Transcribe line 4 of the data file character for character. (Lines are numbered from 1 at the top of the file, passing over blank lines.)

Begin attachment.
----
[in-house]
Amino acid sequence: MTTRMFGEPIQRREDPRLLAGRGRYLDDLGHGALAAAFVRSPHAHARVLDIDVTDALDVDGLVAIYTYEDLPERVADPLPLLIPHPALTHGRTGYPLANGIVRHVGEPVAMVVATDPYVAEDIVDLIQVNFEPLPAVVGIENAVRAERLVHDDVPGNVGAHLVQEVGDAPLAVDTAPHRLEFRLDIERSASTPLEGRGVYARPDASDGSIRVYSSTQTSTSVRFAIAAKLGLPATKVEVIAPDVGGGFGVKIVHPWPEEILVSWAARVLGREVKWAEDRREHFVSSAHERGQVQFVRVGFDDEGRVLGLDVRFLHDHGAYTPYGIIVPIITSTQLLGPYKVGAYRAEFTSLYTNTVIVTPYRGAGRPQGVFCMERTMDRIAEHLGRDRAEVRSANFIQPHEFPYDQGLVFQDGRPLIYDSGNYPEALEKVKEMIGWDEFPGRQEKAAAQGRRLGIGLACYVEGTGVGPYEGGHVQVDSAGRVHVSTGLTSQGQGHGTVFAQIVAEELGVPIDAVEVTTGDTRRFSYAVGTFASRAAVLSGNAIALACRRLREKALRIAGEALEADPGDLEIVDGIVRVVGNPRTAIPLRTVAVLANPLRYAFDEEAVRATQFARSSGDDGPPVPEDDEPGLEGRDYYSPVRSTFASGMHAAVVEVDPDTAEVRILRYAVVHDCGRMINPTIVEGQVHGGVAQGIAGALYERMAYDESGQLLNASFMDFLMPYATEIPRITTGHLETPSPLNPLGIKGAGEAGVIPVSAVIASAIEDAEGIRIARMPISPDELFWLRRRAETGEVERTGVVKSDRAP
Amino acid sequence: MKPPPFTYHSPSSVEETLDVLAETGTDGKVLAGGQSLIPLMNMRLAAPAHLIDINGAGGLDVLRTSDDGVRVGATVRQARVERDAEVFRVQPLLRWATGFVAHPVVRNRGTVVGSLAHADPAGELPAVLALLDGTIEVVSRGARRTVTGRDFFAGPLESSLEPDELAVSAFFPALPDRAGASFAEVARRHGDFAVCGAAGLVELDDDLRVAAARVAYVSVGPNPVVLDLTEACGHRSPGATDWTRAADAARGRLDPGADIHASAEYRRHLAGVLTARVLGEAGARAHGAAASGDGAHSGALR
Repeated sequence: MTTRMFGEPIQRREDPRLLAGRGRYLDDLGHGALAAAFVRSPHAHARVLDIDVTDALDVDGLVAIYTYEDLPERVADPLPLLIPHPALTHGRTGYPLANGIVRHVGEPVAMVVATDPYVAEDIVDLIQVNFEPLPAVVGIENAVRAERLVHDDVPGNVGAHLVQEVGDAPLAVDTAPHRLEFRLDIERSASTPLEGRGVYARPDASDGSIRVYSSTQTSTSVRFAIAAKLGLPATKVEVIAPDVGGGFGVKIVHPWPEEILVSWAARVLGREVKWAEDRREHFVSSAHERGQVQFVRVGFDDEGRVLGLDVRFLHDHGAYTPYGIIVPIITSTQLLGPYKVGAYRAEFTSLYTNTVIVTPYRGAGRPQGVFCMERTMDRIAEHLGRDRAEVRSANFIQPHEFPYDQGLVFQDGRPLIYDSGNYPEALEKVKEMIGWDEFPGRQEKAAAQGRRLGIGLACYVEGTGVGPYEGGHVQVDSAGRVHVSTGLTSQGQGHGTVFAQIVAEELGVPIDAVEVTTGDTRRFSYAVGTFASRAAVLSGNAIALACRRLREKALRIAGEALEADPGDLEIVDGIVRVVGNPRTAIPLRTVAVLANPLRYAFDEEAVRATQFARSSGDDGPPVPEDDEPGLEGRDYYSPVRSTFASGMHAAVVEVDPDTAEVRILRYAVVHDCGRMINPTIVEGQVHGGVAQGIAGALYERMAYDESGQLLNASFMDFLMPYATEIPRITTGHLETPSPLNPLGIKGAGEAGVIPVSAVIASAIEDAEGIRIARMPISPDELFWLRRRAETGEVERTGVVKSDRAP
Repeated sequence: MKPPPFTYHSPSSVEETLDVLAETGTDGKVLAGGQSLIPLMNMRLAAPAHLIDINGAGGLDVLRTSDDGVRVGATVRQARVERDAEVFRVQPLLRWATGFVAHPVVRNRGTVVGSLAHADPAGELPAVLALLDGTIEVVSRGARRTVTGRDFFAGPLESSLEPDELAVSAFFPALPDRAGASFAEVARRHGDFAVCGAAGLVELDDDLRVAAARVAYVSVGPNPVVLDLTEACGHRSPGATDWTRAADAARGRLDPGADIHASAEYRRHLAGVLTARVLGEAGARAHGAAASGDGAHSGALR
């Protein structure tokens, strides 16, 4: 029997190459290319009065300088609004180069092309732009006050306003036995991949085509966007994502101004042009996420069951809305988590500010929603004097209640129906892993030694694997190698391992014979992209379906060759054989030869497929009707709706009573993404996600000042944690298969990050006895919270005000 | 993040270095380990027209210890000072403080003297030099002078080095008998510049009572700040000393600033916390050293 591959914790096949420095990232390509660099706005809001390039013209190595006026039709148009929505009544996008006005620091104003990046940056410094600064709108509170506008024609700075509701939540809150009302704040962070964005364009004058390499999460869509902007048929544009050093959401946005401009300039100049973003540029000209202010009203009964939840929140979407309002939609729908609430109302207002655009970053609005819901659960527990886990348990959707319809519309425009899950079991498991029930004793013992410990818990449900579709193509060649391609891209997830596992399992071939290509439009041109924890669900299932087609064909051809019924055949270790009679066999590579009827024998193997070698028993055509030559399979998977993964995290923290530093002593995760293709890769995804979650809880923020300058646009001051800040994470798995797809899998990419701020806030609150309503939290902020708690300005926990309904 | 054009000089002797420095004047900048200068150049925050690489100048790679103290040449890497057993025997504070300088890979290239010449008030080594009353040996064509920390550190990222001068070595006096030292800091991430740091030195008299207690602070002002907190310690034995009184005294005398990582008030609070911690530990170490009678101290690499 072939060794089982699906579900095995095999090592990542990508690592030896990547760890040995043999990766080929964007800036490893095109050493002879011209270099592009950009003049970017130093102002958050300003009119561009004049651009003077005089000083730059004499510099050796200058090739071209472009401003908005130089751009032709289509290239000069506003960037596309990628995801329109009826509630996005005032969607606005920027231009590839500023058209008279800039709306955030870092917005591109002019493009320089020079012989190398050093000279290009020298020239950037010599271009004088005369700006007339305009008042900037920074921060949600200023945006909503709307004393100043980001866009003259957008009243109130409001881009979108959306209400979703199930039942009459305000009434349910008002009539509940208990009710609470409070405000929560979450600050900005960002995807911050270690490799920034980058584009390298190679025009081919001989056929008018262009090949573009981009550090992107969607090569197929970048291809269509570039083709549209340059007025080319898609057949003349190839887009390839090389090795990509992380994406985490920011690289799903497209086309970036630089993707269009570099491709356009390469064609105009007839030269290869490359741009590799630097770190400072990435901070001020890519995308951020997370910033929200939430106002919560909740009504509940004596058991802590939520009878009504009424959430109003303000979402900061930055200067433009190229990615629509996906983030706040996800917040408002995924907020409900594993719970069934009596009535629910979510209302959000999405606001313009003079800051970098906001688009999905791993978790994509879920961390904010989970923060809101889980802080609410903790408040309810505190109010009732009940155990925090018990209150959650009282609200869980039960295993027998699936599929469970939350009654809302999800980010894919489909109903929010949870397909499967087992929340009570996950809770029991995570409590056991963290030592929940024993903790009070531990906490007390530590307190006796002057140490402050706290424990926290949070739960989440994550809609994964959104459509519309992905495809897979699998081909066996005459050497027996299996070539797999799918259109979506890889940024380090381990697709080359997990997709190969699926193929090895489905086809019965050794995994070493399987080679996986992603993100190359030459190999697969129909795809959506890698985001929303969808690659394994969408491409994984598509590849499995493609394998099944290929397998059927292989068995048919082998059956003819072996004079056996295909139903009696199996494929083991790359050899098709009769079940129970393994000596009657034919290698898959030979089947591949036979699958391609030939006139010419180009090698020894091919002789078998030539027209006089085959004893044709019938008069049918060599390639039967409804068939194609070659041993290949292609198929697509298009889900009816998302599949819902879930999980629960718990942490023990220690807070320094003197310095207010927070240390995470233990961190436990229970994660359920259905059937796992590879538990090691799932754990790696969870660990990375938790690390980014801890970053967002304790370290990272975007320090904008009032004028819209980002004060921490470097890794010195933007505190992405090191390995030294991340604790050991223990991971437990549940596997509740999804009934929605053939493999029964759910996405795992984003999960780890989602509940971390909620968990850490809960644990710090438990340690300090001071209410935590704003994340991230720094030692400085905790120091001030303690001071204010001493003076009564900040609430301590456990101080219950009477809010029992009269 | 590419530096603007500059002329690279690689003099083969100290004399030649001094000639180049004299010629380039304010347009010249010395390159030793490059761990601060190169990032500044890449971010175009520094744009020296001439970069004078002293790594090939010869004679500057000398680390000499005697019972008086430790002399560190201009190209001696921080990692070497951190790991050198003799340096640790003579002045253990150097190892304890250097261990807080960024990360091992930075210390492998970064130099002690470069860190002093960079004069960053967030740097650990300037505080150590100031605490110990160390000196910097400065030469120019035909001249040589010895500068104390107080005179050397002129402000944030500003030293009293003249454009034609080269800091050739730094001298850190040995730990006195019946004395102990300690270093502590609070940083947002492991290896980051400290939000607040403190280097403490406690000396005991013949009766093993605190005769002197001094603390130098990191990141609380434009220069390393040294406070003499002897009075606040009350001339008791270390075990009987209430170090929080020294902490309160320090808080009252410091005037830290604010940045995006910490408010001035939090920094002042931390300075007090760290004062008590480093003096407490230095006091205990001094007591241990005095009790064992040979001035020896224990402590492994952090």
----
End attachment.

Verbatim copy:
Repeated sequence: MTTRMFGEPIQRREDPRLLAGRGRYLDDLGHGALAAAFVRSPHAHARVLDIDVTDALDVDGLVAIYTYEDLPERVADPLPLLIPHPALTHGRTGYPLANGIVRHVGEPVAMVVATDPYVAEDIVDLIQVNFEPLPAVVGIENAVRAERLVHDDVPGNVGAHLVQEVGDAPLAVDTAPHRLEFRLDIERSASTPLEGRGVYARPDASDGSIRVYSSTQTSTSVRFAIAAKLGLPATKVEVIAPDVGGGFGVKIVHPWPEEILVSWAARVLGREVKWAEDRREHFVSSAHERGQVQFVRVGFDDEGRVLGLDVRFLHDHGAYTPYGIIVPIITSTQLLGPYKVGAYRAEFTSLYTNTVIVTPYRGAGRPQGVFCMERTMDRIAEHLGRDRAEVRSANFIQPHEFPYDQGLVFQDGRPLIYDSGNYPEALEKVKEMIGWDEFPGRQEKAAAQGRRLGIGLACYVEGTGVGPYEGGHVQVDSAGRVHVSTGLTSQGQGHGTVFAQIVAEELGVPIDAVEVTTGDTRRFSYAVGTFASRAAVLSGNAIALACRRLREKALRIAGEALEADPGDLEIVDGIVRVVGNPRTAIPLRTVAVLANPLRYAFDEEAVRATQFARSSGDDGPPVPEDDEPGLEGRDYYSPVRSTFASGMHAAVVEVDPDTAEVRILRYAVVHDCGRMINPTIVEGQVHGGVAQGIAGALYERMAYDESGQLLNASFMDFLMPYATEIPRITTGHLETPSPLNPLGIKGAGEAGVIPVSAVIASAIEDAEGIRIARMPISPDELFWLRRRAETGEVERTGVVKSDRAP